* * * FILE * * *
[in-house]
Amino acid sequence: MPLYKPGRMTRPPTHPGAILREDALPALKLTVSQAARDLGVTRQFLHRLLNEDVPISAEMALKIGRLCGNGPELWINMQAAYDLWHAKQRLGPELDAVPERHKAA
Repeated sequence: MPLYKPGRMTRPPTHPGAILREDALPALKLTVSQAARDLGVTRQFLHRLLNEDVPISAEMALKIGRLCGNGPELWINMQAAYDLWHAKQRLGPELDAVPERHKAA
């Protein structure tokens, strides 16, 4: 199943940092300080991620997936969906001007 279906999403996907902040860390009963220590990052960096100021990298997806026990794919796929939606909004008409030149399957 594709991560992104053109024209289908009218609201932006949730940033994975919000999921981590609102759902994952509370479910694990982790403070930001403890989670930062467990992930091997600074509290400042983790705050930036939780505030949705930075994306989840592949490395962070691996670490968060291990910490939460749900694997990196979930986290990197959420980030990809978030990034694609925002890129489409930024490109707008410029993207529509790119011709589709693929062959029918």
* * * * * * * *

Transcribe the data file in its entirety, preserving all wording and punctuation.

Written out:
[in-house]
Amino acid sequence: MPLYKPGRMTRPPTHPGAILREDALPALKLTVSQAARDLGVTRQFLHRLLNEDVPISAEMALKIGRLCGNGPELWINMQAAYDLWHAKQRLGPELDAVPERHKAA
Repeated sequence: MPLYKPGRMTRPPTHPGAILREDALPALKLTVSQAARDLGVTRQFLHRLLNEDVPISAEMALKIGRLCGNGPELWINMQAAYDLWHAKQRLGPELDAVPERHKAA
């Protein structure tokens, strides 16, 4: 199943940092300080991620997936969906001007 279906999403996907902040860390009963220590990052960096100021990298997806026990794919796929939606909004008409030149399957 594709991560992104053109024209289908009218609201932006949730940033994975919000999921981590609102759902994952509370479910694990982790403070930001403890989670930062467990992930091997600074509290400042983790705050930036939780505030949705930075994306989840592949490395962070691996670490968060291990910490939460749900694997990196979930986290990197959420980030990809978030990034694609925002890129489409930024490109707008410029993207529509790119011709589709693929062959029918």